Morris County Sheriff’s Office Welcomes Six Basic Police Training Graduates To Its Bureau of Law Enforcement

Six Morris County Sheriff’s Office recruits joined 58 fellow Officers on a stage Wednesday at the Birchwood Manor in Whippany for their graduation from the 20-week 93rd Basic Police Training Class.

From left, Morris County Sheriff's Office Chief Officer Kelley Zienowicz, Officer Haider Asif, Officer Stephen Nowatkowski, Officer Chelsea Whiting, Sheriff James M. Gannon, Officer Jennifer Powers, Officer Travis Dean, Officer Anthony Walsh and Morris County Undersheriff Mark Spitzer at the recruit's graduation on November 27, 2019.
From left, Morris County Sheriff’s Office Chief Officer Kelley Zienowicz, Officer Haider Asif, Officer Stephen Nowatkowski, Officer Chelsea Whiting, Sheriff James M. Gannon, Officer Jennifer Powers, Officer Travis Dean, Officer Anthony Walsh and Morris County Undersheriff Mark Spitzer at the recruit’s graduation on November 27, 2019.

The Officers working for the Morris County Sheriff’s Office Bureau of Law Enforcement will formally start on Monday, December 2, after being sworn in by Morris County Sheriff James M. Gannon.

The Sheriff was on the stage with other dignitaries – Morris County Freeholders Stephen Shaw and Deborah Smith and Morris County Prosecutor Fredric M. Knapp – and officials from the county’s Public Safety Training Academy, where the basic police training class was conducted.

Butler Police Chief Ciro Chimento, president of the Morris County Chiefs of Police Association, presented most of the 64 recruits with their commencement certificates unless their relatives who are in law enforcement elected to.  The class started out with 74 recruits, 10 of whom left the training before graduation.

“We are thrilled that six bright and motivated recruits with absolute integrity will be Officers of the Morris County Sheriff’s Office. We welcome them and their diverse backgrounds and life experiences, knowing they will enhance the Bureau of Law Enforcement,” Sheriff Gannon said.

The new Officers are: Haider Asif, Travis Dean, Stephen Nowatkowski, Jennifer Powers, Anthony Walsh and Chelsea Whiting.

They all will begin their duties in the Bureau of Law Enforcement’s Protective Services Division, whose Officers are entrusted with protecting Superior Court judges and providing security at the Morris County Courthouse and Morris County Administration and Records building.

Morris County Honor Guard at the 93rd Basic Police Training Class graduation.
Morris County Honor Guard at the 93rd Basic Police Training Class graduation.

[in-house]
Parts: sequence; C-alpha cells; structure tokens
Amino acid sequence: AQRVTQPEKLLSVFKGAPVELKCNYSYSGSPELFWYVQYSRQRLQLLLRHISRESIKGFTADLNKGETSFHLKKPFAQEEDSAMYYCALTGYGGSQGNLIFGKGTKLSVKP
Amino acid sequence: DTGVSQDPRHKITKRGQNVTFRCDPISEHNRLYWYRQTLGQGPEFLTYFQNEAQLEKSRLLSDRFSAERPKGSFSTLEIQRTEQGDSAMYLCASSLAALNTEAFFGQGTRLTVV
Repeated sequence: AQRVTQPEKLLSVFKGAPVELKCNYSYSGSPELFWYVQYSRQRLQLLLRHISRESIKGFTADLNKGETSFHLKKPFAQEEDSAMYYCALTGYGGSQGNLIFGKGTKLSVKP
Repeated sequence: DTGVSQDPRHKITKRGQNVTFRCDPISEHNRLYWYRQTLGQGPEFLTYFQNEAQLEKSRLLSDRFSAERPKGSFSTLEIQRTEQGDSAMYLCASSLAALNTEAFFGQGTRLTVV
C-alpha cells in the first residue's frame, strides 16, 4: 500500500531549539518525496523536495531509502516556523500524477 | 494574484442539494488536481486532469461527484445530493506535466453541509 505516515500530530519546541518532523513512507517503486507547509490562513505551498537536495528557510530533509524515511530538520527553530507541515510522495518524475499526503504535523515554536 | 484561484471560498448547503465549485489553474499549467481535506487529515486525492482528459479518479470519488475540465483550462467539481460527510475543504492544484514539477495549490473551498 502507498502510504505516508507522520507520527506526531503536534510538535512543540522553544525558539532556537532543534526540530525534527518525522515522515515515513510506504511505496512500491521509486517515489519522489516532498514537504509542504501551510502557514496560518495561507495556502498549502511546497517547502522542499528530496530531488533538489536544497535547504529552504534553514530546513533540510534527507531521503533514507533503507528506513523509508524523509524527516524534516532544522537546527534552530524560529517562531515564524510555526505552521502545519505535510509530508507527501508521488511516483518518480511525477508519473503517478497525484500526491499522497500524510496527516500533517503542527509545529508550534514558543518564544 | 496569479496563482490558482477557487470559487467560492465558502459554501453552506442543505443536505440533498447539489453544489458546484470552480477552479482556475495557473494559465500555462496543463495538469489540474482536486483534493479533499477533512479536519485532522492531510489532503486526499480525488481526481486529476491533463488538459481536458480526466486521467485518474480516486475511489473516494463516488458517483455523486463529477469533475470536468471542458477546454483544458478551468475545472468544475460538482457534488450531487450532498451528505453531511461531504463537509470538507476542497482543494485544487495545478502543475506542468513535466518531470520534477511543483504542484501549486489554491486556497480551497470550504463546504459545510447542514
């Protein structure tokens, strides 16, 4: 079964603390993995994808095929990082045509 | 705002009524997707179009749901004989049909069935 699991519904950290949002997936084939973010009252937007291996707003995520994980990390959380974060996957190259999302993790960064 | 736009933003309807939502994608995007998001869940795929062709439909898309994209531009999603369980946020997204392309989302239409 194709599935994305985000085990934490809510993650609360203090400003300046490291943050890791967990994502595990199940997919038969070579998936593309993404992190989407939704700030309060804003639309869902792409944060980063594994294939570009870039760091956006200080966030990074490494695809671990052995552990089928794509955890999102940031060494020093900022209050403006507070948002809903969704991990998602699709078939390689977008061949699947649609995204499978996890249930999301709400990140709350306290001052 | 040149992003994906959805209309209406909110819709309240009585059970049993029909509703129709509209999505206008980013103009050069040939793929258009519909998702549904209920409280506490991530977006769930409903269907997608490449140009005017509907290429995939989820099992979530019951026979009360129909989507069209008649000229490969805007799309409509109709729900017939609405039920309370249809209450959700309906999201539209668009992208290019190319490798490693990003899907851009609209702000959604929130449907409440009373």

The other graduates are joining law enforcement agencies around New Jersey, including the Sussex County, Hudson and Bergen county Sheriff’s Offices, New Jersey Transit Police Department, and Randolph, Harding, East Hanover, Rockaway Township, Montville, Lincoln Park, Denville, Jefferson and Morristown Police Departments.

Before an audience of hundreds of family members, friends and law enforcement Officers, the graduates were led into the Birchwood Manor’s ballroom by the Morris County Honor Guard and the Morris County Police Pipes and Drum Corps.

East Hanover Police Captain Jack Ambrose, a beloved, demanding drill sergeant at the Public Safety Training Academy for 25 years, kept the recruits in sharp formation.  The 93rd Basic Police Training Class was his last and he retired Wednesday after 33 years with the East Hanover Township Police Department. He was drill instructor for 2,383 basic police training recruits while at the Academy for 25 years.

Graduation Guest Speaker John Cunningham, administrator of the New Jersey Police Training Commission, told the recruits that integrity is the greatest asset of a law enforcement Officer and can’t be retrieved once it is lost.

“There’s only one person that can compromise your integrity and that’s you,” he said.

Morris County Sheriff James M. Gannon and Butler Police Chief Ciro Chimento, president of the Morris County Chiefs of Police Association.
Morris County Sheriff James M. Gannon and Butler Police Chief Ciro Chimento, president of the Morris County Chiefs of Police Association.

Administrator Cunningham reminded the recruits to keep their families close because they will need the support in a challenging career that requires sacrifices. And, he said, perform the job so that the community puts its trust in the police.

“The bond of trust you build with members of the community is oh so important,” he said. “You don’t serve yourself.”

The ceremony included remarks by Morris County 200 Club President Bill Lockwood, Academy Rangemaster Mark Meehan, Assistant Academy Rangemaster Paul Carifi Jr., and Class President Savino A. Balducci, who is joining the Livingston Police Department.

The new Morris County Sheriff’s Officers are:

  • HAIDER ASIF. He was born in Lahore, Pakistan and emigrated to the United States with his family in 1991. He graduated Morris Hills High School in 2008 and attended County College of Morris before joining the U.S. Army as a Calvary Scout in 2010. From 2010 to 2011, he served in Baghdad, Iraq, in support of Operation Iraqi Freedom with the 5th Squadron, 4th Calvary Regiment of the 1st Infantry Division. After his honorable discharge, he earned a bachelor’s degree in justice studies from Montclair State University, and attained his master’s degree in protection management in 2018 from John Jay College of Criminal Justice.